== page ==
I won't lie, the rye pastry takes a bit of work to put together but man is it good. It's my new favorite base for fruit desserts that I plan on using all summer long. Kim Boyce recommends "turing the dough"twice for this recipe, but I wanted a few more flakey layers so I gave it an extra turn. If you are going to use this dough to make a traditional pie, I suggest just doing the two turns.  Once you get the hang of making the dough, I suggest making a double or triple batch so you can have it at the ready for all of your summer pies, tarts, and galettes like these guys.

4.25 ounces rye flour

4.25 ounces all purpose flour

1/8 ounce salt

1/2 ounce sugar

6 ounces cold butter cut into chunks

4 ounces ice water (may need a little less or more than this)

1t apple cider vinegar

1. In a large bowl, mix the flours, salt and sugar together. Add in the butter and quickly rub it into the flour mixture with your fingers. You want the butter to break up into small pieces the size of peas to lima beans.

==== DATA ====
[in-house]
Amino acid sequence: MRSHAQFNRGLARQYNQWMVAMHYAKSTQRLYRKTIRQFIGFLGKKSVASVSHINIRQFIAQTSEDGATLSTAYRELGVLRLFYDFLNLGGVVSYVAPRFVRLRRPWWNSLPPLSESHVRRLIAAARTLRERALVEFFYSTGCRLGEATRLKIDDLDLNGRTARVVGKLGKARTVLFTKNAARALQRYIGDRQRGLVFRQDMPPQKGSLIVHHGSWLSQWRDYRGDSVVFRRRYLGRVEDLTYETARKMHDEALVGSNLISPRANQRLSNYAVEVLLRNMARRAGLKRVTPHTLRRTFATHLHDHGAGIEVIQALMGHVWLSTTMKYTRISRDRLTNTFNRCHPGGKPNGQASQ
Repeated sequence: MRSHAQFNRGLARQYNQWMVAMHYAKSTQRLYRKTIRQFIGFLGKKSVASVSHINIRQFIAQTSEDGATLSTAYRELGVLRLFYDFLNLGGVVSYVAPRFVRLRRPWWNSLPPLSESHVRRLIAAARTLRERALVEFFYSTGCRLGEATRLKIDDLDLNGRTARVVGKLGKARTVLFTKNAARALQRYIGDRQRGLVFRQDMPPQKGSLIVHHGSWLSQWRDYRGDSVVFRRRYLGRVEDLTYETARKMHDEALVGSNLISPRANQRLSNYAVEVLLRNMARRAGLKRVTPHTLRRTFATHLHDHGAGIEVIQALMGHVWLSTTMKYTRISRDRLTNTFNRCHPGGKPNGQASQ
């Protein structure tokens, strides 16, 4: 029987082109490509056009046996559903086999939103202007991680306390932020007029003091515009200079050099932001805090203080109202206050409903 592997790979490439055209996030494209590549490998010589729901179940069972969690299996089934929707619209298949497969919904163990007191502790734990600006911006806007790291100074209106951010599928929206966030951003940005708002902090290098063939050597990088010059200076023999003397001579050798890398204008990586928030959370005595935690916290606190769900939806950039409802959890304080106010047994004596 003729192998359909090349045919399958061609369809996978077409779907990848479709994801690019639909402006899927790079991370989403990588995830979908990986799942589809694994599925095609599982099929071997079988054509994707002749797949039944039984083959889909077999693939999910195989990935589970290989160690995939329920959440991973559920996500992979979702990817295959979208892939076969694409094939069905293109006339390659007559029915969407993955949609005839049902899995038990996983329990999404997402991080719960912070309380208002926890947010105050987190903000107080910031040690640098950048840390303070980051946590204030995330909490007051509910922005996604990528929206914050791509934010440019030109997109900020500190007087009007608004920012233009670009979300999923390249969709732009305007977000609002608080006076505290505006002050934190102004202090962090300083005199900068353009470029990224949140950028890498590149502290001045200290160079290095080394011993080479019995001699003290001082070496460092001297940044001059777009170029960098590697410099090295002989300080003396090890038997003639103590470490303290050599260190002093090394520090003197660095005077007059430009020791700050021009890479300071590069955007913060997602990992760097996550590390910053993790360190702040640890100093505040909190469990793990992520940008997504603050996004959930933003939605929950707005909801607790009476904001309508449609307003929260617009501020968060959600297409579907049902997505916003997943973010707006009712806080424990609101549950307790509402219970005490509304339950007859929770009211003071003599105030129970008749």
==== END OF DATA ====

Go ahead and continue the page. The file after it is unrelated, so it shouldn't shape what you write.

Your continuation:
2. Combine the water and apple cider vinegar in a measuring cup. Make a well in the flour/butter mixture and slowly stream the water into the dough while mixing gently. Mix until the water is evenly distributed and the dough holds together when you squeeze it. It will look dry, and that's okay, just as long as it holds together when you squeeze it. If it is too dry, add a bit more water.

3. Dump the dough out onto a piece of plastic wrap, gather the wrap tightly around the dough and refrigerate it for at least an hour or overnight.

4. After it has chilled, unwrap the dough and place it onto a lightly floured board. Pat the dough into a rough square, then roll it into an 8'' x 11'' rectangle. The dough will be a bit rough and crumbly and that's okay! With the long side of the dough facing you, gently fold the dough into thirds. Then turn the dough so the seam is at the top and parallel to your body. Repeat this process 3 more times then wrap the dough in plastic and chill for at least 2 hours and up to 2 days before using.

If the rolling/turning sounds confusing, here is a great photo tutorial for making rough puff pastry on Food52.  Their method utilizes 6 "turns" of the dough, which isn't necessary for this recipe but it will give you a great idea of what the rolling process looks like.

apricot and berry galettes